Our district has just adopted Everyday Math for the primary school level. As a middle school teacher and a parent with children in the primary school, I am sick to my stomach. Teachers who love and understand math will probably do fine with this program, but most elem teachers HATE math and the students will only get worse!

  5. Rita C. says:

    Everyday Math can, apparently, be done well. Our district uses it and we have the top math scores in the state. At the end of 2nd grade, my daughter can add, subtract, do some multiplication and division, and add and subtract simple fractions. Her teacher does supplement with drills.

  6. I second Steve, at those lower levels Math and reading ARE the most important subjects and provide the basis for study in the other subjects. Perhaps the other subjects can be hit upon generally, especially civics and history (teach them to be Americans, I know it sounds cheesy but it’s important).

  7. Fuzzy Rider says:

    I am afraid, Scott, based on my observations, that elementary level teachers do not know enough about THOSE topics to teach them effectively, either

  8. Teachers haven’t been taught content for a long time. I personally know a remedial reading teacher in her mid forties who can’t read as well as her 12 year old daughter. The people going into teaching aren’t the people who know the content. Those who really know the content are going where they can make a comfortable living for themselves and their families.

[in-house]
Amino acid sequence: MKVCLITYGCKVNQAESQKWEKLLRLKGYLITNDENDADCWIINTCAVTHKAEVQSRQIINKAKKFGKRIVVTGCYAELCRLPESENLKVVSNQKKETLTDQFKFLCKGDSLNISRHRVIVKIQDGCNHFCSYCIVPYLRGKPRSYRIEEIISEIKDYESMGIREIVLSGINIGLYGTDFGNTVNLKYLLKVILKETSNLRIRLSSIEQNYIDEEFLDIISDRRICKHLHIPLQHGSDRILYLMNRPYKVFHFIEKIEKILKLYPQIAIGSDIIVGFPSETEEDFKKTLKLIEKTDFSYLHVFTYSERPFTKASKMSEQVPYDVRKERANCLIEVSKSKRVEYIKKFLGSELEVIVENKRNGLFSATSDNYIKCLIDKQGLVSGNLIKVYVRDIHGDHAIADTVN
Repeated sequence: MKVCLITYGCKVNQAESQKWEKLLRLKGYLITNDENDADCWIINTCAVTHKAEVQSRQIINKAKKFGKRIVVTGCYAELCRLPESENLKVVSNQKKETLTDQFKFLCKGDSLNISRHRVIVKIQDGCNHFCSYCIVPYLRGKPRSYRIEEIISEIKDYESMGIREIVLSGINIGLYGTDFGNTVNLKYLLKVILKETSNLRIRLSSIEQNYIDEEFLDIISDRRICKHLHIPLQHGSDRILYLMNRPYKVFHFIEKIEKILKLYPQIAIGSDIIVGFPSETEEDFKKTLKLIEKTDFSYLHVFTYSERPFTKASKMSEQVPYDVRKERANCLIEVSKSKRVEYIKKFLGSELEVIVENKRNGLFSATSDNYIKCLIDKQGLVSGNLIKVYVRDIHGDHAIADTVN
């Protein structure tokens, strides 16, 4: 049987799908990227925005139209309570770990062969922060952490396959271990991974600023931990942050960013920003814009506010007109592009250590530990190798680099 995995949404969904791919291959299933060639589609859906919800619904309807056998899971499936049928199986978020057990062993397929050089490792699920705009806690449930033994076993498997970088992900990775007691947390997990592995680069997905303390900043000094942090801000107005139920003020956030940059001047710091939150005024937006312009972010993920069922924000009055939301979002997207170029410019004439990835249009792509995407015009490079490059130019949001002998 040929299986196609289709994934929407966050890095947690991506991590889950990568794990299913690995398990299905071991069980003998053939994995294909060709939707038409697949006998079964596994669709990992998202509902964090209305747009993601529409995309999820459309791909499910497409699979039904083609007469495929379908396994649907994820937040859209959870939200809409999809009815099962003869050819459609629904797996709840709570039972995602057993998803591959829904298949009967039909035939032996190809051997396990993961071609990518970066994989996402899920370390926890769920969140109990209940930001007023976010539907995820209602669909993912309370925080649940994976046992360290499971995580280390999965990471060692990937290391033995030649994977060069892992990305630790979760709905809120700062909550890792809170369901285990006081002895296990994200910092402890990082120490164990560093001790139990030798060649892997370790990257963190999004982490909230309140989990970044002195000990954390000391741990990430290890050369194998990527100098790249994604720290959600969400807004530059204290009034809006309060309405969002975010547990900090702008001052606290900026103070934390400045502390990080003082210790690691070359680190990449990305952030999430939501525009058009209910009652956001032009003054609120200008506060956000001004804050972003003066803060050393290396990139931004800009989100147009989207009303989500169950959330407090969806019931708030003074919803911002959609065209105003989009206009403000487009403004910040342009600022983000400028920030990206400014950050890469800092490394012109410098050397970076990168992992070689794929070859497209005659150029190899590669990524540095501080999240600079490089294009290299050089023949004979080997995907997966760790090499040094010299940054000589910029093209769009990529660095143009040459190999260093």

9. jeff wright says:

    The grim irony in our educational system is that everybody is going crazy trying to figure out to get middle and high schoolers to pass those tests. Meanwhile—the elementary schools—where critical foundations in reading and math are supposed to be laid—go on their merry way. The elementary schools, where teacher intellect and subject matter expertise seemingly take a back seat to baby sitter qualifications.

    If you’ve screwed a kid up in K-5, success in middle and high school may be out of reach. We should think about that the next time we bash middle and high school teachers. IMO, they are oftentimes attempting the impossible.

    Gotta love those ed schools.

  10. I didn’t register for the OC Register, so I can only go by what Joanne said and quoted in her update: e.g.,

    “the ethnic studies departments run remedial math classes”

    How does THAT work? Do they cooperate with the math department, or do they have their own in-house math instructors? Are those instructors mathematicians who can’t get work elsewhere? Or are they non-mathematician professors, instructors, and/or grad students whose true specialty lies in deconstructing Westernized identities of People of Pigment ™, etc.?

  11. Insufficiently Sensitive says:

    “the ethnic studies departments run remedial math classes” – in which EVERYONE PASSES.

    In other words, the word ‘remedial’ is code for a healing process, wherein the wounds inflicted by inconsiderate teachers attempting to impart + – x / to the suffering students are soothed by a gratifying group process from which math is excluded.